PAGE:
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Powerful Writing Techniques

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Take a moment, close your eyes, and recall a story that truly engaged you as a reader – one whose world and characters became completely real for you. Got one?

Now, take off your reader hat and don your analytical writer hat to think about what makes that story so captivating. What writing techniques did the author use to bring the story to life? Was it the wrenching appeal to your emotions, the vivid and brutal action scenes, or the high stakes facing a character? Mastering these and other storytelling methods is the key to writing your own engaging tale.

Just as a lion is the product of all the zebras it has eaten, a writer is the product of all the books he or she has read. Reading the works of skilled writers is a fabulous way to hone your craft and learn how to effectively employ the writing tactics that help you create your own captivating story.

Here are five great examples of writing techniques that bring the story to life for readers, as demonstrated by five accomplished writers.

1. Invoke multiple senses

When you experience a situation, you pick up more than just its sights. By describing sounds, scents, tastes and sensations, you’ll immerse readers in your story’s world.

The following scene from Saladin Ahmed’s “Hooves and the Hovel of Abdel Jameela” does a wonderful job of pulling the reader into the story by using senses other than sight.

Her voice is more beautiful than any woman’s. And there is the powerful smell of jasmine and clove. A nightingale sings perfumed words at me while my mind’s eye burns with horrors that would make the Almighty turn away.

If fear did not hold your tongue, you would ask what I am. Men have called my people by many names—ghoul, demon. Does a word matter so very much? What I am, learned one, is Abdel Jameela’s wife.

For long moments I don’t speak. If I don’t speak, this nightmare will end. I will wake in Baghdad, or Beit Zujaaj. But I don’t wake.

She speaks again, and I cover my ears, though the sound is beauty itself.

The words you hear come not from my mouth, and you do not hear them with your ears. I ask you to listen with your mind and your heart. We will die, my husband and I, if you will not lend us your skill. Have you, learned one, never needed to be something other that what you are?

Cinnamon scent and the sound of an oasis wind come to me.

2. Create intriguing, complex characters

Readers want characters with whom they can sympathize (Harry Potter) or revile (Tywin Lannister) – or both. They want to get to know the characters and learn more about their experiences in the story.

In the following excerpt from “The Children of the Shark God,” Peter S. Beagle introduces us to the protagonist quickly, but in a way that makes us care about what happens to her.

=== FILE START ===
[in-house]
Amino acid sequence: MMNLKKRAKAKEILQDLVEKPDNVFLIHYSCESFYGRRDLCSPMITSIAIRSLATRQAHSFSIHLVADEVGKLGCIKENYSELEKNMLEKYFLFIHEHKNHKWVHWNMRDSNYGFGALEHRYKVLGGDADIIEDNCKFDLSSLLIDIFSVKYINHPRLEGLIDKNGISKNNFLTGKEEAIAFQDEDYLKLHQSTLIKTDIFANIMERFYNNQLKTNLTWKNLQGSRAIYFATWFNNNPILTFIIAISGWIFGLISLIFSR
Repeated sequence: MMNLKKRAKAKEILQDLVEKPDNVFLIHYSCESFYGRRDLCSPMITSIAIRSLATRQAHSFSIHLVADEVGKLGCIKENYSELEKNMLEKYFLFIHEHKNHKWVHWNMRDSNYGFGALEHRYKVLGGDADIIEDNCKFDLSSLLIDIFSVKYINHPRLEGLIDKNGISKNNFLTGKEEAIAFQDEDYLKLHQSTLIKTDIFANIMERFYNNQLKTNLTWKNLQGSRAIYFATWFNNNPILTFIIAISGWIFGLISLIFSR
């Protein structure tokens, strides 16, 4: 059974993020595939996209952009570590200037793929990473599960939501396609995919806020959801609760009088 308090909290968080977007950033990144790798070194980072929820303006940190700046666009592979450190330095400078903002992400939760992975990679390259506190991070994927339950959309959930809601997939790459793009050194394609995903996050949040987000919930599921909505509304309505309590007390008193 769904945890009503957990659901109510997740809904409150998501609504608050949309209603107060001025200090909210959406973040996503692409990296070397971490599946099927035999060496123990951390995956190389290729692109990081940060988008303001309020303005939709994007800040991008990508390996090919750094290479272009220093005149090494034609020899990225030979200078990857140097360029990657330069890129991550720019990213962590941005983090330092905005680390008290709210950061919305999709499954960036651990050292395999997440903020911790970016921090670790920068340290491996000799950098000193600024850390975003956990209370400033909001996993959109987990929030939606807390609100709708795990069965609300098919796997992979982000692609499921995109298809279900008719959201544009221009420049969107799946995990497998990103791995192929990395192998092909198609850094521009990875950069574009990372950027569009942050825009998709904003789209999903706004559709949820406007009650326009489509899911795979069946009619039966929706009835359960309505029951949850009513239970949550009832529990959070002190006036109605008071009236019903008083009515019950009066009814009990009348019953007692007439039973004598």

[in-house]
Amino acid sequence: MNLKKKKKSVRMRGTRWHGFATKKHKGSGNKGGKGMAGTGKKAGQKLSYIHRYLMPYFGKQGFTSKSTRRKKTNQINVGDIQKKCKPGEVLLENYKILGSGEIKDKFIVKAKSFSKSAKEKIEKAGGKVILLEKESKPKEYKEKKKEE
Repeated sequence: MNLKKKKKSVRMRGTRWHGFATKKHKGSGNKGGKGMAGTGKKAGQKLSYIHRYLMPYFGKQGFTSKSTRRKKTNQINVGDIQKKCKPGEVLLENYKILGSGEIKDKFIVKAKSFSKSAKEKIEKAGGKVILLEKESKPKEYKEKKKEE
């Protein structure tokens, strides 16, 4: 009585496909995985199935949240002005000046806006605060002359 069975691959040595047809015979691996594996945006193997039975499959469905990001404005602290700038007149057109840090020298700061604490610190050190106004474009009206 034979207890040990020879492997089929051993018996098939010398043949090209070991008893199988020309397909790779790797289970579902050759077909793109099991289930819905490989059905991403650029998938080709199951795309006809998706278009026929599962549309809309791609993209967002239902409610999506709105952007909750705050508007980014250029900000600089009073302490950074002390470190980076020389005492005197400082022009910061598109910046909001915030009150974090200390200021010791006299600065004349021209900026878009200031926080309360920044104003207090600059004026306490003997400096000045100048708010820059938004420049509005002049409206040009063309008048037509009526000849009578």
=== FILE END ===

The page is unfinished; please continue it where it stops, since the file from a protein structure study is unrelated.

Mirali’s parents were already aging when she was born, and had long since given up the hope of ever having a child — indeed, her name meant “the long-desired one.” Her father had been crippled when the mast of his boat snapped during a storm and crushed his leg, falling on him, and if it had not been for their daughter the old couple’s lives would have been hard indeed. Mirali could not go out with the fishing fleet herself, of course — as she greatly wished to do, having loved the sea from her earliest memory — but she did every kind of work for any number of island families, whether cleaning houses, marketing, minding young children, or even assisting the midwife when a birthing was difficult or there were simply too many babies coming at the same time. She was equally known as a seamstress, and also as a cook for special feasts; nor was there anyone who could mend a pandanus-leaf thatching as quickly as she, though this is generally man’s work. No drop of rain ever penetrated any pandanus roof that came under Mirali’s hands.

Nor did she complain of her labors, for she was very proud of being able to care for her mother and father as a son would have done. Because of this, she was much admired and respected in the village, and young men came courting just as though she were a great beauty. Which she was not, being small and somewhat square-made, with straight brows — considered unlucky by most — and hips that gave no promise of a large family. But she had kind eyes, deep-set under those regrettable brows, and hair as black and thick as that of any woman on the island. Many, indeed, envied her; but of that Mirali knew nothing. She had no time for envy herself, nor for young men, either.

As authors, we must give readers insight into what makes our protagonists tick. What motivates them? What are their aspirations? In this passage, we learn that Mirali, while not conventionally beautiful, is a kind soul who works hard for her parents and is appreciated by her community. And the key? We quickly start to become invested in what happens to her.